Many people working in showbusiness are self-employed. However, there are occasions when it might make more sense to form a limited company.
“Take it to the limit”?
The pros and cons of forming a limited company
Many people working in showbusiness are self-employed. However, there are occasions when it might make more sense to form a limited company. But how do you know whether that’s the best choice, and what the potential advantages and disadvantages are? These will vary from person to person but here is a quick overview of just a few of the main pros and cons.
Lower taxes. The profits from a limited company are subject to Corporation Tax, which attracts a 19% tax rate, decreasing to 17% from April 2020. You can take a small regular salary and also pay yourself dividends. The advantage is that these aren’t affected by the rules for National Insurance Contributions, so you could end up paying less tax overall.
Lower liability. If you’re self-employed and you make losses, your business won’t be protected against claims and you could be made bankrupt. However, a limited company gives you greater protection as you’ll have limited liability for any debts you’ve incurred.
More expenses. With a limited company, it’s possible to claim for a wider range of expenses related to business use. It’s always worth discussing which expenses can be claimed with your Showbiz Accountant.
Greater complexity. Being classed as self-employed or a sole trader means that your tax affairs are relatively straightforward. A limited company involves more complex administrative and financial work.
Higher costs. Because the finances of a limited company are more complex, the costs of using an accountant to handle your affairs will be higher than if you remain self-employed. However, it’s advisable to use an accountant, as there can be heavy penalties for providing the wrong information to HMRC. Although this might initially seem to be a disadvantage, the additional costs are often outweighed by tax savings.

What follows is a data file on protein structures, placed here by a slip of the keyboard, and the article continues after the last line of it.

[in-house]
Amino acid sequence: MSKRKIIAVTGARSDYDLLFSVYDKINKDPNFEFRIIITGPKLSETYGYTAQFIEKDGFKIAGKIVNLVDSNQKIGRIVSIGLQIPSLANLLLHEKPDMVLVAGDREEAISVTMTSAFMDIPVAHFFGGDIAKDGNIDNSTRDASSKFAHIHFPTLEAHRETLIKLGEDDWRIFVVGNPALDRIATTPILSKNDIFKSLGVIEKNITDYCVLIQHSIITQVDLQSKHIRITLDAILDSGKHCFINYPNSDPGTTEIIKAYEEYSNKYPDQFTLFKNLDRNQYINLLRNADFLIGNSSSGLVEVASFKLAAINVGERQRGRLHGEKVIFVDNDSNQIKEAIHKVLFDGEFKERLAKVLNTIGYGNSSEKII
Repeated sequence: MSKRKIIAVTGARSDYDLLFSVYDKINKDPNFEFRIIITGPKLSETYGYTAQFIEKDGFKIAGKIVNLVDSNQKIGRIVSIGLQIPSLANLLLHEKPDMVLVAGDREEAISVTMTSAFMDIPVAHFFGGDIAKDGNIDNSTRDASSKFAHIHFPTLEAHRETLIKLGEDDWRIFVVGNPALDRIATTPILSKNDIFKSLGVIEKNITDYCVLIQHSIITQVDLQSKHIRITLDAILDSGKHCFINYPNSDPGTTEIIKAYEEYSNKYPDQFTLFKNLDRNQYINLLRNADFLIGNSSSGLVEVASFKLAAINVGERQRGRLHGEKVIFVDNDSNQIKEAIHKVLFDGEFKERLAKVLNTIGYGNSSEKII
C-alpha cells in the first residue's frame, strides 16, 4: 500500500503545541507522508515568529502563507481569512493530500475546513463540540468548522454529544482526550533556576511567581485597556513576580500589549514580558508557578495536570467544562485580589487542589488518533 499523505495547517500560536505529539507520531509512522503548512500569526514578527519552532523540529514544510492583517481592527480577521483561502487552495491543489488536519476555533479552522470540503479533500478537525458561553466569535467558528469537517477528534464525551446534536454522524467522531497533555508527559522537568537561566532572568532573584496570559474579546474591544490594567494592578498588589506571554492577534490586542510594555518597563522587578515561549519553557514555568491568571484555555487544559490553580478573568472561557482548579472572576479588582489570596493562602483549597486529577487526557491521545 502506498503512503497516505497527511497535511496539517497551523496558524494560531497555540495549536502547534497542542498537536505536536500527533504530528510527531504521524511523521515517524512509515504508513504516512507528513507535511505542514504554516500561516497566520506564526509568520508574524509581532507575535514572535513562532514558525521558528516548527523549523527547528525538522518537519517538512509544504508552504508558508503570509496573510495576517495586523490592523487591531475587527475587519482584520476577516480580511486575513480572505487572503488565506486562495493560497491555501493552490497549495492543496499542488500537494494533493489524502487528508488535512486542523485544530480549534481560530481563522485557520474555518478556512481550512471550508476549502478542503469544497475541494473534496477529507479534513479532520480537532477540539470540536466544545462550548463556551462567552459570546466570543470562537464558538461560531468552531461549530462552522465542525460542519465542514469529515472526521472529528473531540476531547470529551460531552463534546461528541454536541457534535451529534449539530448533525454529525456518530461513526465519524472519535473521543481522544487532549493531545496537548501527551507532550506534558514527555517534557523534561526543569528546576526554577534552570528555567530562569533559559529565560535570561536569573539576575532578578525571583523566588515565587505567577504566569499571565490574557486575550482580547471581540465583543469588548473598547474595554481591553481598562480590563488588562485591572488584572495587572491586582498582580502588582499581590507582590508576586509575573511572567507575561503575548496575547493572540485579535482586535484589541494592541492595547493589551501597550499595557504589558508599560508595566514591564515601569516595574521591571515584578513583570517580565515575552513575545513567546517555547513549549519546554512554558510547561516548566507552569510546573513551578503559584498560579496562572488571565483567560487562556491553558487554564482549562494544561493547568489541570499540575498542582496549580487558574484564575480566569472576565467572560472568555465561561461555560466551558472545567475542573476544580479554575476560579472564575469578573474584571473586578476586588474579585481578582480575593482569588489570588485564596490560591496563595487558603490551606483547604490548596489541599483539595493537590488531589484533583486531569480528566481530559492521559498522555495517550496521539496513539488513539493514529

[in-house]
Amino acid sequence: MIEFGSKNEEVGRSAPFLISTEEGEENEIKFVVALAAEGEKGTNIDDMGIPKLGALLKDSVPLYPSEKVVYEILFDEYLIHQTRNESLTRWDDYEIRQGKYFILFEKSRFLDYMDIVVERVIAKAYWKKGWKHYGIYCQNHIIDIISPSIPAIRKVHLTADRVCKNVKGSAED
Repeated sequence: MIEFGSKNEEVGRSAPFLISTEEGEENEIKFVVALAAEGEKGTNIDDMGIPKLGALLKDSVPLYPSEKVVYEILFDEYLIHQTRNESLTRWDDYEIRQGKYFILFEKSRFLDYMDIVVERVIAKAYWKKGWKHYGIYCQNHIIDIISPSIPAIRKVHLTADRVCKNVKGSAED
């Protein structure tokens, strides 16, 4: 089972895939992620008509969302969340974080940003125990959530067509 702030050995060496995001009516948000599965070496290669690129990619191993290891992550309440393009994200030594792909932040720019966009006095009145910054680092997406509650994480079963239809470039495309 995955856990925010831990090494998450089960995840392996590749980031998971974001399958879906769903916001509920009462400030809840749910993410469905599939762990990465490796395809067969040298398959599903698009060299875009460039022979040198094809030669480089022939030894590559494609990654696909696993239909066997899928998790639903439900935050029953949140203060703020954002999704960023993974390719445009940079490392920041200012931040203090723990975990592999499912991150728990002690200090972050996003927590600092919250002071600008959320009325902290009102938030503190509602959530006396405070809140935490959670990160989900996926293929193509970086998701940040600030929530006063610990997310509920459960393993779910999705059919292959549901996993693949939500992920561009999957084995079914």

Access to money. As a self-employed sole trader, you can access any of your earnings very easily. As a limited company, you’re restricted to being paid a small salary and to drawing dividends. There are usually tax savings to be made in receiving your money in this way, however.
To be or not to be? That is the question…
There is little doubt that being self-employed is simpler than being a limited company. Generally, most single performers will be happy remaining as sole traders. There can also be other drawbacks to becoming a limited company: read our May 2019 blog on the risks of having a personal services company.
However, when life becomes more complicated, it could be advantageous to form a limited company. For instance, if you’re a member of a band and you’re all self-employed, you’ll all be equally liable for any debts. So, any one of you could make a bad decision that would have implications for the others. Or one of you might leave, in which case, the partnership comes to an end and the person leaving could stop the others from using the band’s name. A limited company can provide protection from such issues.
As mentioned earlier, everyone’s situation is different. So, if you’d like advice on whether or not you should form a limited company, please call us at The Showbiz Accountant (0203 3842224 in the UK or +1 424 228 9700 in the US) and we’ll be happy to help you.